India’s most ambitious step to get a tighter grip on rupee trading, which has been shifting to markets like London and Singapore, is being put to the test as the nation’s banks start trading the currency in offshore markets.
By Subhadip Sircar
India’s most ambitious step to get a tighter grip on rupee trading, which has been shifting to markets like London and Singapore, is being put to the test as the nation’s banks start trading the currency in offshore markets. Twelve local lenders, including State Bank of India, Bank of Baroda, Axis Bank Ltd., and ICICI Bank Ltd., can trade in the Non Deliverable Forward market for the currency from Monday. Reserve Bank of India Governor Shaktikanta Das had made a surprise announcement in March allowing certain banks to trade the rupee offshore.
The South Asian nation is seeking to strengthen its regulatory grip on rupee trading as blowouts in offshore prices tend to disrupt exchange rates for the currency. The move closely follows India kicking-off its domestic NDF market in May with two exchanges starting trading in forex-settled dollar/rupee contracts.
“Participation of Indian banks, who have real-time access to both onshore spot, forward, and NDF market would help in curbing volatility,” said Subrat Kumar, general manager-specialized integrated treasury at Bank of Baroda. “It will also add new non-resident customers to their fold by offering better pricing and liquidity.”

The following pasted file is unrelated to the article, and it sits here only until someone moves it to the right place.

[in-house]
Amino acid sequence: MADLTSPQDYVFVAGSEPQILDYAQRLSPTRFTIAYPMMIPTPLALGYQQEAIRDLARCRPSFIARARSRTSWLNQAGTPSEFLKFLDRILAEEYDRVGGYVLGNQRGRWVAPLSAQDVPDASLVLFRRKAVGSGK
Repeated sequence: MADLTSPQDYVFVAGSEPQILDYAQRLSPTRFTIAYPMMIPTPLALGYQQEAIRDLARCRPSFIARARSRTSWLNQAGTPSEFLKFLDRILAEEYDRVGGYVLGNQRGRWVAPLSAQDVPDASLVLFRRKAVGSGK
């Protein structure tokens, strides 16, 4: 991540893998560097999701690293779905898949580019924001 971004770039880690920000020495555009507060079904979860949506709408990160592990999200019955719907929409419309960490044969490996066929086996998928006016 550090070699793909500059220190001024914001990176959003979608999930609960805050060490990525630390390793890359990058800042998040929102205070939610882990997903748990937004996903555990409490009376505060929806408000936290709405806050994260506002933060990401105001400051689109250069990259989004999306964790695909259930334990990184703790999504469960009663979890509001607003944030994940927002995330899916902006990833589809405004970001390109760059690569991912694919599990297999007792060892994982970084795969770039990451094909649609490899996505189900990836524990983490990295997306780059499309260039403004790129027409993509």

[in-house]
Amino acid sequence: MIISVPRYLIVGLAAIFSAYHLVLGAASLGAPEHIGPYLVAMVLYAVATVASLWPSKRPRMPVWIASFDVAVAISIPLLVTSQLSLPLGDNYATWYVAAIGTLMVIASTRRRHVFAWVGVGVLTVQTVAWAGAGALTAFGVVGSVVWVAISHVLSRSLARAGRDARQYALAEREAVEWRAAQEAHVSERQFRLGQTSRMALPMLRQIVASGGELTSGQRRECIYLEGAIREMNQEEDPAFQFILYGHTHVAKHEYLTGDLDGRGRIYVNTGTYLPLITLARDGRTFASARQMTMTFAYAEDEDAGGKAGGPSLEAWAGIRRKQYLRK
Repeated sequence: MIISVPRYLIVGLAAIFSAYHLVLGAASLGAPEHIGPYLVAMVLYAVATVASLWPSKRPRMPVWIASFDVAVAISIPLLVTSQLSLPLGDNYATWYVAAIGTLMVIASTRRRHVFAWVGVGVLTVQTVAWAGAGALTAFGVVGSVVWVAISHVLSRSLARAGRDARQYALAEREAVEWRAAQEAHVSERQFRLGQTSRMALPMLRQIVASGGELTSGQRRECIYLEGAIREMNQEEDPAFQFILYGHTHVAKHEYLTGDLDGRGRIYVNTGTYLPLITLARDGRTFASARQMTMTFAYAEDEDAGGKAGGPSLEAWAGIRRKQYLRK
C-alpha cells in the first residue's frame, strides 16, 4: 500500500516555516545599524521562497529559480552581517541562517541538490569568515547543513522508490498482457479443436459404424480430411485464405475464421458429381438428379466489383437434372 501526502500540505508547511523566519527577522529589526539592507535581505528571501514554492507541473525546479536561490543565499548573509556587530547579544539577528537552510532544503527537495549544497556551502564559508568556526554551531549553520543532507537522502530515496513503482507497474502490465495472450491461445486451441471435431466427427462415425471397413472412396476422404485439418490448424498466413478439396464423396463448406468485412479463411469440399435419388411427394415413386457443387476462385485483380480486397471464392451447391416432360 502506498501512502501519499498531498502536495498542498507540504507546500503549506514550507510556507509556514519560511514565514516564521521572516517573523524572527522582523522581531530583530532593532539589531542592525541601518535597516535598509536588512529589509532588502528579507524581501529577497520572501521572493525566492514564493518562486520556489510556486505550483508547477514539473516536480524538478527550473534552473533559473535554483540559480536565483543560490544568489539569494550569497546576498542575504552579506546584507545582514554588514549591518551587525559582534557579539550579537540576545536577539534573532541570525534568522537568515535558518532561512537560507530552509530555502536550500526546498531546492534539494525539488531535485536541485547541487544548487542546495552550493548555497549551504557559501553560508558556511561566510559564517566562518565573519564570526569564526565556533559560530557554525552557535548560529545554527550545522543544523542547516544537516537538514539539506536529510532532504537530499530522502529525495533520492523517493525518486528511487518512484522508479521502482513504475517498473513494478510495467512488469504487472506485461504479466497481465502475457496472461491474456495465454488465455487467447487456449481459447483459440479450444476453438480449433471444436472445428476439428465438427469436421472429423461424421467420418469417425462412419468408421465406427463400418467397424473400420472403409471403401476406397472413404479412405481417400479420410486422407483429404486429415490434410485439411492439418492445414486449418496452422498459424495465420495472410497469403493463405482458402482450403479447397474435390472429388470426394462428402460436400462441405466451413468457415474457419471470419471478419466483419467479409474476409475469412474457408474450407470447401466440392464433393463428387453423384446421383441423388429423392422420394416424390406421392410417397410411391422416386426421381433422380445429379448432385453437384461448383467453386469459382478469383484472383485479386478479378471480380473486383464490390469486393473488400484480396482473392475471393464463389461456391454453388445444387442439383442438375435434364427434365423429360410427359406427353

The NDF, nominally a tool for hedging, is also popular with investors who want to bet on the future direction of a currency without taking deliveries. They’re often used in major financial centers in place of currencies that don’t trade round-the-clock.
The average daily volume for the rupee in London totaled $47 billion in April 2019, according to the Bank for International Settlements. That’s a five-fold jump from 2016, and more than the $34.5 billion of trades executed locally at the time.
“We expect a cautious start with interbank dealing likely taking the lead in terms of volumes,” said B. Prasanna, group head for global markets sales, trading and research at ICICI Bank Ltd. in Mumbai. “Indian banks can potentially offer competitive pricing using both onshore and offshore access.”
The lenders should have branches in a special hub called the International Finance Services Center in GIFT City in western India to be eligible to trade in offshore currency markets. Banks are putting in place documentation to trade with the big global banks and to vie for clients like hedge funds, asset managers, and large corporates.
Indian regulations currently don’t allow domestic banks to post foreign currency-denominated collateral with counter-parties overseas. A legal document called a Dollar Credit Support Annexe is usually a prerequisite to deal with an overseas counter-party, which banks are putting in place, bankers said.
All trades in NDF markets have to be reported to the Clearing Corp of India platform, according to the central bank’s rules. “Banks are expected to put in place their own limits for basis risks of NDF and onshore curve. While banks will offer trading from multiple venues, we expect that from an economic risk perspective, the risk will likely be managed through the India branch,” ICICI’s Prasanna said.
By allowing the banks to trade in NDFs, RBI is ignoring a recommendation by its own panel, which had suggested against it citing the potential loss of onshore liquidity, to get a better regulatory grip on the ballooning volumes. “We expect a moderate start to trading by Indian banks as enablers are still being put in place,” said Neeraj Gambhir, president and head of treasury and markets at Axis Bank Ltd. “The full impact will be felt over some time.”